Crawe's Sedge - Carex crawei
State Rank Reason (see State Rank above)
Rare in Montana, where it is known from several areas. A few sites contain moderate to large populations. Trend data are lacking for the species. Negative impacts to populations from hydrologic changes are a potential threat.
Rhizomatous. Stems erect, 5–20 cm. Leaves basal and cauline; blades 1–4 mm wide. Inflorescence of 2 to 5 well-separated spikes; the lowest bract shorter than the inflorescence. Spikes ascending; the uppermost male, 1–2 cm long; the lower female, 8–20 mm long, pedunculate, sometimes arising from the base. Perigynia spreading to ascending, green to tan, glabrous, ovoid, 2.5–3.5 mm long with an obscure beak; stigmas 3. Female scales ovate, tan with pale margins and a green midvein, shorter and narrower then the perigynia. Achene 3-sided, partly filling the perigynium (Lesica 2012. Manual of Montana Vascular Plants. BRIT Press. Fort Worth, TX)
The fruit matures in July.
Carex is a large genus in Montana; the following collection of characters separate Crawe's sedge from others in the state. Crawe's sedge has 3-sided achenes and a slender, terminal male spike less than 20 mm long. It has erect, rather than spreading or drooping, female spikes, and the glabrous, yellow-green perigynia do not have distinct beaks. Of the similar species, Carex livida has whitish perigynia and always grows in peat, and both Carex lanuginosa and C. lasiocarpa have hairy perigynia.
BC to NL south to WA, UT, WY, OK, AL and GA (Lesica 2012. Manual of Montana Vascular Plants. BRIT Press. Fort Worth, TX).
Observations in Montana Natural Heritage Program Database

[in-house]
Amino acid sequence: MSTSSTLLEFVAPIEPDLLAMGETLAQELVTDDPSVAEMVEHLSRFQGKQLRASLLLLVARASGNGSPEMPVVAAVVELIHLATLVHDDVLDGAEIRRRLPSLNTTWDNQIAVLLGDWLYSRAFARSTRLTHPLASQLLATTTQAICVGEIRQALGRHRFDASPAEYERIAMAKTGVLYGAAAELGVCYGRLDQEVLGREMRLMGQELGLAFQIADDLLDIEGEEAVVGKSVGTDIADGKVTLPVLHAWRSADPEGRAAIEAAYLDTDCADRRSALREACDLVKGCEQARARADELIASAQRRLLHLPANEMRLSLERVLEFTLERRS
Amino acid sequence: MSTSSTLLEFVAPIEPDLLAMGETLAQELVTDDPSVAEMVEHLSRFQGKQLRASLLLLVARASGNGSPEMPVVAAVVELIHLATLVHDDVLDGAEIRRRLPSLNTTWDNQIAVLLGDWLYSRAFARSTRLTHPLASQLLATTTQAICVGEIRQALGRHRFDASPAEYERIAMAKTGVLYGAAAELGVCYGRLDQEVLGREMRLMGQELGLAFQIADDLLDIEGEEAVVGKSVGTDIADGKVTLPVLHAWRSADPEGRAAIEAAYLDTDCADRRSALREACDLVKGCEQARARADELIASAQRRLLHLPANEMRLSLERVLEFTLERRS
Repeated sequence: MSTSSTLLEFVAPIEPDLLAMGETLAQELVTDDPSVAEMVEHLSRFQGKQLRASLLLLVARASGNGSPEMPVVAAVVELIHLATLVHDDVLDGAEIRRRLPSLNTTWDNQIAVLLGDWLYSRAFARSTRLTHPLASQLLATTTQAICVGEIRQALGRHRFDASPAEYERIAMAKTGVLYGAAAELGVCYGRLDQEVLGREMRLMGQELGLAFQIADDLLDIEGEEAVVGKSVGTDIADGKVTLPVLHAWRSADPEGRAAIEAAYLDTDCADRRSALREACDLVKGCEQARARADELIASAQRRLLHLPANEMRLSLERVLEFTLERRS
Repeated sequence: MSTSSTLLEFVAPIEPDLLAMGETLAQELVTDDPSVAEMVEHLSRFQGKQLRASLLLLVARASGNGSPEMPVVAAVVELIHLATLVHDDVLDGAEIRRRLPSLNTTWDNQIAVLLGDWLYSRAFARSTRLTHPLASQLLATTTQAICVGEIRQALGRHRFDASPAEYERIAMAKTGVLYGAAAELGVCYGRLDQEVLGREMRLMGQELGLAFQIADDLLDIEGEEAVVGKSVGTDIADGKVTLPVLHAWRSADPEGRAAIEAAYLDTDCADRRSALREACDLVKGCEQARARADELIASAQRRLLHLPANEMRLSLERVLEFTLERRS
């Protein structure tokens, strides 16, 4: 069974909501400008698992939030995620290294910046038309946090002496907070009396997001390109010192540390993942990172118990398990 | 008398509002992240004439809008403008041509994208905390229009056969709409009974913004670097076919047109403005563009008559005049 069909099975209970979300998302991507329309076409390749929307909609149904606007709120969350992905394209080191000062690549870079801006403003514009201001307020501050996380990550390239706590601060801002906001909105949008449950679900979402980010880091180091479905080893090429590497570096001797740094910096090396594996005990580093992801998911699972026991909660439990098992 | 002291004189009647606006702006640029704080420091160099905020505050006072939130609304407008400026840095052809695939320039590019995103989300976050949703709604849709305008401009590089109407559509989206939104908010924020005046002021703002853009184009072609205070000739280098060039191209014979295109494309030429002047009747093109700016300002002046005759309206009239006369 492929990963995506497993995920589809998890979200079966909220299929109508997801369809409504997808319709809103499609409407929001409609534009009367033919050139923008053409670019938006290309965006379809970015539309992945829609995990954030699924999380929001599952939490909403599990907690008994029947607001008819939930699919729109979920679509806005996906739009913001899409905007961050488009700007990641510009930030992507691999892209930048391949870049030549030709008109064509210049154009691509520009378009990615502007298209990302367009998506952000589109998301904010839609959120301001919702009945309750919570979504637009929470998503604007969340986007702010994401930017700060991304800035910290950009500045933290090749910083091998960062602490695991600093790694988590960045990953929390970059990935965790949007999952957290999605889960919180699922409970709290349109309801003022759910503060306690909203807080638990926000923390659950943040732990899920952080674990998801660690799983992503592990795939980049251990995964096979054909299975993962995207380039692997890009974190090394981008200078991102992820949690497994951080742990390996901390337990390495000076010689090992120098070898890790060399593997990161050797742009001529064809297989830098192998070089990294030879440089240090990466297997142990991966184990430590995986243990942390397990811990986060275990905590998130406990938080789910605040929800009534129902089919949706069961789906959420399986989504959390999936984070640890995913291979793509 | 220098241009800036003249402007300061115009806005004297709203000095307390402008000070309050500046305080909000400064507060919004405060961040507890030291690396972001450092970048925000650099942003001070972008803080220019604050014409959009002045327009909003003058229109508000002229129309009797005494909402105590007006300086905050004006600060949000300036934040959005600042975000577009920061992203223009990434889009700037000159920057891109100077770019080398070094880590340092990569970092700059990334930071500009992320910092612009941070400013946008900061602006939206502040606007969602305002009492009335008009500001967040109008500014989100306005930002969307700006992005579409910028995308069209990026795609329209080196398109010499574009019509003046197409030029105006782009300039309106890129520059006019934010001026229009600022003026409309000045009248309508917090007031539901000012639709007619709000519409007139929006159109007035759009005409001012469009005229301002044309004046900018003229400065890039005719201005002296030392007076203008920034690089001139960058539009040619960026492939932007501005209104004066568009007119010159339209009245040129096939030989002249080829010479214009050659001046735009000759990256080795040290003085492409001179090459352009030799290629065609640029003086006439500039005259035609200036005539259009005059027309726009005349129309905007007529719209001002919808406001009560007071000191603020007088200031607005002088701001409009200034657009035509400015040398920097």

Number of Observations:
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(Observations spanning multiple months or years are excluded from time charts)
Crawe's sedge grows in wet, gravelly or sandy soil along streams or pond margins, often where there is some natural wave or flow disturbance. It occurs in the valleys and montane foothills, especially where the dominant parent material is calcareous. Common associates include Carex oederi, C. lanuginosa, C. aurea, Juncus balticus, and Potentilla fruticosa.
Crawe's sedge often occupies early successional, riparian habitats that may require flooding to prevent development of soil and vegetation.
This species' response to livestock grazing or trampling is unknown. Crawe's sedge may be vulnerable to alterations in natural disturbance regimes or hydrology as well as developments, such as road construction, that tend to occur in valley bottoms.
- Additional ReferencesLegend: View Online Publication
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- Heidel, B. 1993. MTNHP sensitive plant surveys of BLM scattered tracts in the Great Falls Resource Area.
- Heidel, B.L. 1994. Survey for Psoralea hypogaea in the Great Falls Resource Area, Lewistown District. Unpublished report to the Bureau of Land Management, Montana. Montana Natural Heritage Program, Helena, Montana. 22 pp. plus appendices.
- Hermann, F. J. 1970. Manual of the Carices of the Rocky Mountains and Colorado Basin. Agricultural Handbook No. 374. USDA Forest Service. 397 pp.
- Lesica, P. 1991. The Rare Vascular Plants of Pine Butte Swamp Preserve. Unpublished Report to the Nature Conservancy. 15 Pp.
- Lesica, P. and J. S. Shelly. 1988. The vegetation and flora of glaciated prairie potholes on the Blackfeet Indian Reservation, Montana: Progress report. Unpublished report to the Montana Nature Conservancy, Helena, MT. 19 pp.
- Lesica, P., M. T. Lavin, and P. F. Stickney. 2012. Manual of Montana Vascular Plants. Fort Worth, TX: BRIT Press. viii + 771 p.